I’m seeing more and more companies using Twitter, not only for strengthening relationships with customers, but also for customer service. Customer service both for broadcasting service messages via Twitter as well as via an RSS feed from Twitter Search to customers’ ‘tweets’ about the company’s service.
The latest is Washington State Ferries (WSF), which I ran into tonight as part of monitoring the terms ‘Seattle’ and ‘Bainbridge Island’ on twitter search.
WSF is using Twitter to broadcast customer service messages like the one here alerting users that the 8:10 ferry running tonight from Seattle to Bainbridge Island, where I live, is going to be late. WSF just started using Twitter today so that’s the reason for only 2 followers.
An example of a company listening to customers talking about the company’s service is BART (Bay Area Rapid Transit).
I was returning from San Francisco to Seattle Wednesday night. Sitting on a BART Bus that drives you from the Oakland Airport BART Rail Station to the Airport, I tweeted the following:
29 minutes later I get the following email alerting me that Bart is now following me on Twitter.
Bart wants to know what customers are saying about them.
And Bart is responding in some pretty cool ways to riders ‘tweeting’ about Bart. Look at the direct responses (they begin ‘@twtterusername’) from Bart in Bart’s Twitter feed below. Bart is building fans – though it may scare folks when they get that first direct ‘tweet’ back from Bart after just ‘tweeting’ about Bart.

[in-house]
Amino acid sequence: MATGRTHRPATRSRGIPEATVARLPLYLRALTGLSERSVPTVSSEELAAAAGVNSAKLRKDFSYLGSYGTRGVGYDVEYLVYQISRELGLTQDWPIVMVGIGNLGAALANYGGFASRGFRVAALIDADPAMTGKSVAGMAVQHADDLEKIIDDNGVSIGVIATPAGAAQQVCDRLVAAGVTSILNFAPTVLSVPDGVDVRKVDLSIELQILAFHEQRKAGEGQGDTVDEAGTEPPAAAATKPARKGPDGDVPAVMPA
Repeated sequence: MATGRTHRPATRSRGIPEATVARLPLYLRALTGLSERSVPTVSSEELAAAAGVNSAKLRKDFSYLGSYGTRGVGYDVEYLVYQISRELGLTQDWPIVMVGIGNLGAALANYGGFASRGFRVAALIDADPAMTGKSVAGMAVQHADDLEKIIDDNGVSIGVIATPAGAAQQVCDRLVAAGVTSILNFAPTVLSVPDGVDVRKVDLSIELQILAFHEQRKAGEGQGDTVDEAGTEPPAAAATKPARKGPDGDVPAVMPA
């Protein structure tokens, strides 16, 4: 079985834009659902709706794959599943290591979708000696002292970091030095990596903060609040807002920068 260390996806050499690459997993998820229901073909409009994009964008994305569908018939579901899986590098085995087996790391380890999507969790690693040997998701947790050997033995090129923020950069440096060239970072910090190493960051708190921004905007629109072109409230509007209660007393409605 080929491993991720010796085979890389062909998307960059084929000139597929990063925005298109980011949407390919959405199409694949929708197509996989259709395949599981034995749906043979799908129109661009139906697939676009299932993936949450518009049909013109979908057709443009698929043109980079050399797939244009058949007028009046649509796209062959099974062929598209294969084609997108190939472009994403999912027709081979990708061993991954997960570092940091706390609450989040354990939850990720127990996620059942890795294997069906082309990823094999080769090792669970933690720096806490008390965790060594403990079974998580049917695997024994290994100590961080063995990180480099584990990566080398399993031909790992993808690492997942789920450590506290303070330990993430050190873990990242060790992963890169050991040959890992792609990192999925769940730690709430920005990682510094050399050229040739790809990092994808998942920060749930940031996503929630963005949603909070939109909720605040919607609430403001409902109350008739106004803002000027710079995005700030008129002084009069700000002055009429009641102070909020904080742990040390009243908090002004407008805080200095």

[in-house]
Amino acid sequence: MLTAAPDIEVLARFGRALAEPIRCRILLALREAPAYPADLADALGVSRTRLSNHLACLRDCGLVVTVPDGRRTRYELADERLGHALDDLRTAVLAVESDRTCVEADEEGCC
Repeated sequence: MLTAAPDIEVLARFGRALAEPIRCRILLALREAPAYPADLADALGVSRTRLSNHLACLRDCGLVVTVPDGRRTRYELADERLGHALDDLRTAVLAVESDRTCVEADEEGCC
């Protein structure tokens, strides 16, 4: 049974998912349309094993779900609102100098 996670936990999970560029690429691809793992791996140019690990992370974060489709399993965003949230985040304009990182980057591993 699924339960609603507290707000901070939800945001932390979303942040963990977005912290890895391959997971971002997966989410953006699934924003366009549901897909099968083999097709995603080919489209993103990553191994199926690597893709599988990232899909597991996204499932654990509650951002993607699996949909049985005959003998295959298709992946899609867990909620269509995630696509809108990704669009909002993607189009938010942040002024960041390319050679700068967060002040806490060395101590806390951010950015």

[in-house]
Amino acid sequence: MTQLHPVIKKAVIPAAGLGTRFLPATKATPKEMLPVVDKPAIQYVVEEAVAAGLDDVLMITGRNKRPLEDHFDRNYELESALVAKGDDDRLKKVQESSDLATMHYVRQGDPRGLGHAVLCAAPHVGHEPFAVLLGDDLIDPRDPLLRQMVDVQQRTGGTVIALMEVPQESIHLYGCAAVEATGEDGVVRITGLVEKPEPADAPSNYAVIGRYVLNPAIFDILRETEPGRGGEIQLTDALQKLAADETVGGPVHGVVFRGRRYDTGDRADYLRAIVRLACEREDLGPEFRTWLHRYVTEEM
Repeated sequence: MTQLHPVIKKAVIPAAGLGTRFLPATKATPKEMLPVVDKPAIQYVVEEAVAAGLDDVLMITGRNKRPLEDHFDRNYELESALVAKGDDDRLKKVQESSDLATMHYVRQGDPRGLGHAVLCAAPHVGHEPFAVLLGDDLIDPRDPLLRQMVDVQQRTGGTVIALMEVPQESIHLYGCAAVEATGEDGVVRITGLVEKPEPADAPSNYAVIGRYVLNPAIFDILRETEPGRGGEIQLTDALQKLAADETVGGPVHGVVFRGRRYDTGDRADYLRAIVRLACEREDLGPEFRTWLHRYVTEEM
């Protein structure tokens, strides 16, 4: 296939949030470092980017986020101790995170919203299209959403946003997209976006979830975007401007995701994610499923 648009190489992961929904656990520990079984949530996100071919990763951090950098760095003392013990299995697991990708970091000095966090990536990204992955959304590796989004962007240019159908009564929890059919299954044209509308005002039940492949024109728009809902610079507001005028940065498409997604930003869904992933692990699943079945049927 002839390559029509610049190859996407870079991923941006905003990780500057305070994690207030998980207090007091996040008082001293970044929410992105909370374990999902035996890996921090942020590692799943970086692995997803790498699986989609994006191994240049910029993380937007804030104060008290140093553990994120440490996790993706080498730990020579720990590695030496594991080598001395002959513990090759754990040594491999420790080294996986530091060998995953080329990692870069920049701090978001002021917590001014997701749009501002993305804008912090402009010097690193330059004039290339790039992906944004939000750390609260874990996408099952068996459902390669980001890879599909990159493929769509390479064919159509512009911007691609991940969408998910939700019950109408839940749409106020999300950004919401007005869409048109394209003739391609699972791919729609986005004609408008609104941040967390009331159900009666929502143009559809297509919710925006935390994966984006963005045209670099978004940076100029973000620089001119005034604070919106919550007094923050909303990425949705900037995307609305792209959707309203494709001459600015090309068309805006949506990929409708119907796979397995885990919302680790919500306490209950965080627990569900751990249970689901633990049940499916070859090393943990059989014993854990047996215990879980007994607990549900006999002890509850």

Recently, an airline saw a ‘tweet’ by a complaining customer stranded by a delayed flight. The airline sent a direct tweet to their customer that if the customer could quickly get to another gate, they could catch a flight which would get them home sooner. Imagine all the people following the passenger on Twitter who were now going to hear about how great this airline was?
How are you going to use Twitter for client service in a law firm? If you’re a large law firm I’d sure be listening to who is mentioning your name on Twitter via Twitter search or a Twitter application like Tweetdeck. I’d be doing the same for all controversial and high profile matters you’re involved in – for the names of lawyers, clients, and subjects.
I’d also be prepared to respond via Twitter, where you ethically can, to what what is being said about you and the relevant subjects you’re monitoring on Twitter Search. Both for client service as well as PR. PR because a lot of people, including reporters are listening to Twitter.
Watch what’s going on at Twitter guys. You may pick any number of good ideas.
Have some ideas on how Twitter could be used by law firms for client service? Share them in a comment.